7. R. Anton Braun & Yuichiro Waki, 2006. "Monetary Policy During Japan'S Lost Decade," The Japanese Economic Review, Japanese Economic Association, vol. 57(2), pages 324-344.
  8. Jonas D. M. Fisher & Ryan Peters, 2009. "Using stock returns to identify government spending shocks," Working Paper Series WP-09-03, Federal Reserve Bank of Chicago.
  9. Coenen, Guenter & Wieland, Volker, 2003. "The Zero-Interest-Rate and the Role of the Exchange Rate for Monetary Policy in Japan," CFS Working Paper Series 2003/09, Center for Financial Studies (CFS).
  10. Craig Burnside & Martin Eichenbaum & Jonas Fisher, 2003. "Fiscal Shocks and Their Consequences," NBER Working Papers 9772, National Bureau of Economic Research, Inc.
  11. Ethan Ilzetzki & Enrique G. Mendoza & Carlos A. Végh, 2010. "How Big (Small?) are Fiscal Multipliers?," CEP Discussion Papers dp1016, Centre for Economic Performance, LSE.
  12. Valerie A. Ramey, 2009. "Identifying Government Spending Shocks: It's All in the Timing," NBER Working Papers 15464, National Bureau of Economic Research, Inc.
  13. John F. Cogan & John B. Taylor, 2012. "What the Government Purchases Multiplier Actually Multiplied in the 2009 Stimulus Package," Book Chapters, in: Lee E. Ohanian & John B. Taylor & Ian J. Wright (ed.), Government Policies and the Delayed Economic Recovery, chapter 5 Hoover Institution, Stanford University.
  14. Lawrence J. Christiano & Joshua M. Davis, 2006. "Two flaws in business cycle dating," Working Paper 0612, Federal Reserve Bank of Cleveland.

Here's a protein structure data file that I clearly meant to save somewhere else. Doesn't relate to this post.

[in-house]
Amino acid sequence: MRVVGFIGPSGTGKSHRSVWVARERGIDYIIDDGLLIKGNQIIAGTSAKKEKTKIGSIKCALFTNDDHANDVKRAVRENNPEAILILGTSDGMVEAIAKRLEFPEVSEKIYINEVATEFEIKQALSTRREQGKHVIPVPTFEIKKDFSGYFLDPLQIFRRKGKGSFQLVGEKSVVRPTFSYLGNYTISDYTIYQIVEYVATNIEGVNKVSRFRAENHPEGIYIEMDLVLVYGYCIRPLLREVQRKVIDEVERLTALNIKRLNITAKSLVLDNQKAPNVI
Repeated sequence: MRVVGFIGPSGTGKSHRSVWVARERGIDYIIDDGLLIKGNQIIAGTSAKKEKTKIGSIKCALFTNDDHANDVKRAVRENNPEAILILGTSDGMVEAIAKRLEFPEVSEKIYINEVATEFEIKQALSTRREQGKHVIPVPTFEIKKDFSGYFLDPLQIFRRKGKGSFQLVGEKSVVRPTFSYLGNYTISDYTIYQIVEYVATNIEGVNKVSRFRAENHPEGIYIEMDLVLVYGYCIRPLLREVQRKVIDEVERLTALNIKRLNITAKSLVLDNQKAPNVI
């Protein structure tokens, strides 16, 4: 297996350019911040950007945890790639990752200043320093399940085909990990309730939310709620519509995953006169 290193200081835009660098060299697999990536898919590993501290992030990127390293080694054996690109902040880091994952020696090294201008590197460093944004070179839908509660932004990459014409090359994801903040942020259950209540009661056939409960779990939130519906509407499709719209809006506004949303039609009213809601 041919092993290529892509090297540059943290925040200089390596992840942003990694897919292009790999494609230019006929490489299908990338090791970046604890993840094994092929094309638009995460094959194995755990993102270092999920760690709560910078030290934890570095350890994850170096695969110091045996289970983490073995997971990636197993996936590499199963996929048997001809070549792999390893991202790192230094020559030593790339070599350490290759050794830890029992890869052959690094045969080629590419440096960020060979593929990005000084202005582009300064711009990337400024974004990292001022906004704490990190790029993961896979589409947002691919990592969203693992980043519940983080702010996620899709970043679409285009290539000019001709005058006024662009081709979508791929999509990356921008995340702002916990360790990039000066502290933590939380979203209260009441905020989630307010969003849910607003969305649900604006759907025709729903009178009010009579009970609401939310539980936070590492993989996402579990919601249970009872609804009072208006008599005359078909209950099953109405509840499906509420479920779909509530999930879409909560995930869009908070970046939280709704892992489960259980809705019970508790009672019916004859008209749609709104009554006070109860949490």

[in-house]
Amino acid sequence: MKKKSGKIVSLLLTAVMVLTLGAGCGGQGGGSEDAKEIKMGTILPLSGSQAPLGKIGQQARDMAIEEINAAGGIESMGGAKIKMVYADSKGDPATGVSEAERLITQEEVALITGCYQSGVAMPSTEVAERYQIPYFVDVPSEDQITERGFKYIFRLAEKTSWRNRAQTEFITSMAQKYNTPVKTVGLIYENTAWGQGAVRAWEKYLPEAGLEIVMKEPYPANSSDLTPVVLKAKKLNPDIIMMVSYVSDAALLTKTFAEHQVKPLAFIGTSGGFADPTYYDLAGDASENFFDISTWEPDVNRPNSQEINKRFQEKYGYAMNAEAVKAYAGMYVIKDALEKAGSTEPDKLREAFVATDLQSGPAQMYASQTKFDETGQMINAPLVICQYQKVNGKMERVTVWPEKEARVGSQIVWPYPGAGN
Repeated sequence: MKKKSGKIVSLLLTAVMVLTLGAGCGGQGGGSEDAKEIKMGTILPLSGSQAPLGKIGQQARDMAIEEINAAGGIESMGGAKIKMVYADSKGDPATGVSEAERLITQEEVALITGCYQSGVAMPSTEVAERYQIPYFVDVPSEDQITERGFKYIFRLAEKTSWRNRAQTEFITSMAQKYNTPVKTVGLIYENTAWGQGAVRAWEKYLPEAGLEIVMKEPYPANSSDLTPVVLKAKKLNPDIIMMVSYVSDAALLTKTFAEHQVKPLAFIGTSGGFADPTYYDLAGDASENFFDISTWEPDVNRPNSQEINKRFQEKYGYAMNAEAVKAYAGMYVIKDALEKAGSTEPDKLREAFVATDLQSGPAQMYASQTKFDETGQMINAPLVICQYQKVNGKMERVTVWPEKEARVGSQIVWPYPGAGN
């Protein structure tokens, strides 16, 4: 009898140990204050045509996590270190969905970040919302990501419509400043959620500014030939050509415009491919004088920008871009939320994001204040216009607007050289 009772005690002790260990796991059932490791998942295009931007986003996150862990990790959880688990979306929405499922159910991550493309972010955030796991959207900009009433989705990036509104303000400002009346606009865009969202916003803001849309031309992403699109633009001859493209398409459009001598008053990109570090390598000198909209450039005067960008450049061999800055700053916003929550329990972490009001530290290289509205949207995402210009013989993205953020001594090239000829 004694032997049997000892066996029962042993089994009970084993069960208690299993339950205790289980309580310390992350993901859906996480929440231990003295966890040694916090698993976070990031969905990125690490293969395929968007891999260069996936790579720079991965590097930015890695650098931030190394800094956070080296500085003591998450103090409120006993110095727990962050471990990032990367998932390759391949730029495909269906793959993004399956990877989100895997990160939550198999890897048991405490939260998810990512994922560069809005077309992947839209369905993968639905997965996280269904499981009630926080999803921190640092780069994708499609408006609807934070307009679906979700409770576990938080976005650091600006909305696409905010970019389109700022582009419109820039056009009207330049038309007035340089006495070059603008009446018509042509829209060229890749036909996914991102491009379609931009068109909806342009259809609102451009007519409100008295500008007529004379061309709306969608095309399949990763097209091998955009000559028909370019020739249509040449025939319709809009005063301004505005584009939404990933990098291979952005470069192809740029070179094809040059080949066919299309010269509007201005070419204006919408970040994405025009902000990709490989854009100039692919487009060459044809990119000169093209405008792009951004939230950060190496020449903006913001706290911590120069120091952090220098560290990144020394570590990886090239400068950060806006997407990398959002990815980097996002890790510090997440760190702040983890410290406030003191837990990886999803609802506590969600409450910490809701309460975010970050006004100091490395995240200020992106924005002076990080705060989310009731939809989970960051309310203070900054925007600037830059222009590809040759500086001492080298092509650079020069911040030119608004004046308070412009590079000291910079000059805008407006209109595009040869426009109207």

15. Lucas, Robert E, Jr & Prescott, Edward C, 1971. "Investment Under Uncertainty," Econometrica, Econometric Society, vol. 39(5), pages 659-81, September.
Full references (including those not matched with items on IDEAS)

This item is featured on the following reading lists or Wikipedia pages:

  1. Economic Logic blog

When requesting a correction, please mention this item's handle: RePEc:ucp:jpolec:doi:10.1086/659312. See general information about how to correct material in RePEc.

For technical questions regarding this item, or to correct its authors, title, abstract, bibliographic or download information, contact: (Journals Division)

If you have authored this item and are not yet registered with RePEc, we encourage you to do it here. This allows to link your profile to this item. It also allows you to accept potential citations to this item that we are uncertain about.

If references are entirely missing, you can add them using this form.

If the full references list an item that is present in RePEc, but the system did not link to it, you can help with this form.

If you know of missing items citing this one, you can help us creating those links by adding the relevant references in the same way as above, for each refering item. If you are a registered author of this item, you may also want to check the "citations" tab in your profile, as there may be some citations waiting for confirmation.

Please note that corrections may take a couple of weeks to filter through the various RePEc services.

This information is provided to you by IDEAS at the Research Division of the Federal Reserve Bank of St. Louis using RePEc data.